Profit Before Principles: The FDA, the Supreme Court and Healthcare Business

I’ve been following several stories the last couple of weeks: the Kosovo declaration of independence, the election in Russia, the Israeli invasion of Gaza, the Pakistani election, and, of course, the Presidential primaries here in the USA. I will be commenting on today’s four primaries tomorrow. As far as the other stories go, I will be posting on them in the near future and the situations in each develop.

What I want to talk about (rant :-)) today is the US Food and Drug Administration and its poor record om mis-approving pharmaceutical products. I have done some earlier articles on the FDA (The FDA and the Poisoning of Our Children, Deadly Bacteria Stalks Hospitals and Schools, and Ch-ch-changes. This latest rant was precipated by a US Supreme Court tie-vote decision handed down yesterday.

By issuing a tie-vote vertdict in the case against the Warner-Lambert Company, part of Pfizer, the largest pharmaceutical company in the world, the Supreme Court is allowing Warner to be sued over liver-damage claims by users of one of its product. The artilcle mentioned above goes into the specifics, so if you are interested, please read that article.

Two things about this case intrigue me and I am going to briefly discuss both of them here.

The first is the tie-vote. There are nine justices on the Supreme Court, so a tie vote is very rare. The only way that can happen is if one of the judges excuses themselves from a case, which is what happened in this case. Chief Justice John Roberts exused himself from this case because he happens to own substantial stock in this company.

A Supreme Court Justice is appointed for life and many serve well into their eighties or nineties. Their salaries are certainly a lot higher than mine or yours will probably ever be or ever have been. There are all kinds of fringe benefits, like health insurance, tacked on to that salary. So why does a Supreme Court justice need to own shares in a pharmaceutical company, given that the chances the Court will hear lots of cases involving these companies? Any Supreme Court justice, and especially the Chief Justice, should be required to divest themselves of any assets that involve a potential conflict of holding. But, then, we did have a Republican majority in Congress and a Republican President when Roberts was appointed. They believed in profit before principles.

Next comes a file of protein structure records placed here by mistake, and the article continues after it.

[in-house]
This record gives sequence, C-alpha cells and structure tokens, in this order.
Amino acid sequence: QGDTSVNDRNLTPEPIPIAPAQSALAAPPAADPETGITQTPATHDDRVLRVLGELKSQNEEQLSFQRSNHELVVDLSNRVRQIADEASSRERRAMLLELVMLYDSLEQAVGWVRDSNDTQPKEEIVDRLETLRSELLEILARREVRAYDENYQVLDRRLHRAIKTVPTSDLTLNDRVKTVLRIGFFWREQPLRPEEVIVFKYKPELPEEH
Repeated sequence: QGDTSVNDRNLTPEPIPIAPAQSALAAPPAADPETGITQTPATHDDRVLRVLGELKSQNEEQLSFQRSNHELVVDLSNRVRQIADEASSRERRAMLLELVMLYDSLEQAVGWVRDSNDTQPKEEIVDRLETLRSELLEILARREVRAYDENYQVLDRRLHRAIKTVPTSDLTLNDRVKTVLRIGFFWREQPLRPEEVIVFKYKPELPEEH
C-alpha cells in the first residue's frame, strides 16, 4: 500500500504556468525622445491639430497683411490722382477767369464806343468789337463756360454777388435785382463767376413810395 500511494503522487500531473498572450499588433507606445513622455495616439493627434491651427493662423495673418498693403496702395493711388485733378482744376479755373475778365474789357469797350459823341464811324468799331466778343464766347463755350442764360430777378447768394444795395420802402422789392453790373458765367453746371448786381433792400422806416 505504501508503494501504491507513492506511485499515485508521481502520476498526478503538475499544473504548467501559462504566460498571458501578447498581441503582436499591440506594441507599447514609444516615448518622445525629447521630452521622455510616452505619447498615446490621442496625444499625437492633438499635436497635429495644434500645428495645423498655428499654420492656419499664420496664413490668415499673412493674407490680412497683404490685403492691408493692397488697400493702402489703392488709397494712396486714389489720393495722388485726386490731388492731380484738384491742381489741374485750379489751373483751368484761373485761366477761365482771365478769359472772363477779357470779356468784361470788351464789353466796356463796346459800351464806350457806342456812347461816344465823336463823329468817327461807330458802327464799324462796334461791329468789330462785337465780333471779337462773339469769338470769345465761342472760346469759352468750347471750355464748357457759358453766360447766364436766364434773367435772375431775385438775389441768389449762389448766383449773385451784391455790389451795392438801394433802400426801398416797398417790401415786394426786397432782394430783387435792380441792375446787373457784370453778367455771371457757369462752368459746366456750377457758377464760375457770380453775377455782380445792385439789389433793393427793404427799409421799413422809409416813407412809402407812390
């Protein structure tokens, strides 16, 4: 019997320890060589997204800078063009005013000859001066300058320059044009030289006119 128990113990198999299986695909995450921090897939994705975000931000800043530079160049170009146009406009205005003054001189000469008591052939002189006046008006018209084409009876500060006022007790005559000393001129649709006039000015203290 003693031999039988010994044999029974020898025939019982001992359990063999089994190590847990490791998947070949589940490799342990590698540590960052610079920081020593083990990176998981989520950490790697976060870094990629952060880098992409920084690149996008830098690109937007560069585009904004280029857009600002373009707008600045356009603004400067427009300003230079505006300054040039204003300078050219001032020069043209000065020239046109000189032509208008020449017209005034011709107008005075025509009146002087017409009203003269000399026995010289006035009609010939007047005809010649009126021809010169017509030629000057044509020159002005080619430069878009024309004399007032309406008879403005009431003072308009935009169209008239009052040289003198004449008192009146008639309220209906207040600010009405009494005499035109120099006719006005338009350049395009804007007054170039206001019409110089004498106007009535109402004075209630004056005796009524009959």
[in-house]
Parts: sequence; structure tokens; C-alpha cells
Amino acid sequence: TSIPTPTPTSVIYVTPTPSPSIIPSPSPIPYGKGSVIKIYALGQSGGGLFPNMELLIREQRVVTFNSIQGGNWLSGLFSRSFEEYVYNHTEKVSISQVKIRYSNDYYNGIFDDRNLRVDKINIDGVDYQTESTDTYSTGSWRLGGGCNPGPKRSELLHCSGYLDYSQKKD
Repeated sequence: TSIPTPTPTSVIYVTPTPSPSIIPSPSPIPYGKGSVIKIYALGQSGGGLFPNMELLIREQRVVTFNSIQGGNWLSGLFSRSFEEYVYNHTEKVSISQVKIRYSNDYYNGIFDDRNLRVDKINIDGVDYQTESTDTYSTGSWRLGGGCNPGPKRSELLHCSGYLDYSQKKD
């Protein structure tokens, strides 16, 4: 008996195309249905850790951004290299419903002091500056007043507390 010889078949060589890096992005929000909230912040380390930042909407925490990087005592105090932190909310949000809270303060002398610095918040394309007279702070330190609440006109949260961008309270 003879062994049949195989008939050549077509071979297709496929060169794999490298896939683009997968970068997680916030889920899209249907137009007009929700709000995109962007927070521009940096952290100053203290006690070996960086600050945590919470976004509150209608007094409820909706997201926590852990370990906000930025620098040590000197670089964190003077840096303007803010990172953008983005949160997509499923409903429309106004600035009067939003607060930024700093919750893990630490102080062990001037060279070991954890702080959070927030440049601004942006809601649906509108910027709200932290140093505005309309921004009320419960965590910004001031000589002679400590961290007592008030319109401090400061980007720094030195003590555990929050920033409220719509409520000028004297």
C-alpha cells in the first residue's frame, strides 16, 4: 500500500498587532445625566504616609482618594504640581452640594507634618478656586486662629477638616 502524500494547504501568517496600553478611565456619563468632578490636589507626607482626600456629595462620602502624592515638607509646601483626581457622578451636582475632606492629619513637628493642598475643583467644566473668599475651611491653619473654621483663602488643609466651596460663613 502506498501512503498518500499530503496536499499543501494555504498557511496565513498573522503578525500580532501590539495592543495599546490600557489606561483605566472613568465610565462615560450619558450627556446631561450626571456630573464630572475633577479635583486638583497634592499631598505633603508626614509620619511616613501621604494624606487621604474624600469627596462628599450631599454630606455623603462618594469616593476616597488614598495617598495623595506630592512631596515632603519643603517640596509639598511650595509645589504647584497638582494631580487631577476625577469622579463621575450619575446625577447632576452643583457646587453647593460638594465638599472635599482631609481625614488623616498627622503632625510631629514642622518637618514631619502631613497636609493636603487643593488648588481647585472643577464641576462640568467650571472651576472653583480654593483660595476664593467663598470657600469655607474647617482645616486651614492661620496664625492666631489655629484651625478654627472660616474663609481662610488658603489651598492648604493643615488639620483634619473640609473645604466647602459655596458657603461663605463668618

My second concern is the recent track record of the FDA. A lot of their so-called “approved” pharmaceuticals are coming back to haunt them. And, I suspect this is only the tip of the iceberg. Not that long ago, the FDA started charging very high fees to the pharmaceutical companies for the process of getting their products approved.

Now, that does make a great deal of sense if one assumes that the FDA works from the highest ethical principles. but, as we’ve seen in cases ranging from pediatric cold medicines to diabets medications, the FDA is not really doing a very good job of testing and screening these drugs.

The mission of the FDA is to protect the American consumer from phony “snake oils” – the original reason for the FDA. It seems that the FDA’s understanding of “snake oils” does not include so-called medicines whose side effects are worse than the disease those drugs supposedly treat. But then, why shoudl it> After all, the more diseased people, the greater the need for new medications. And that means more money for the FDA. Profit before principles. Business as usual.

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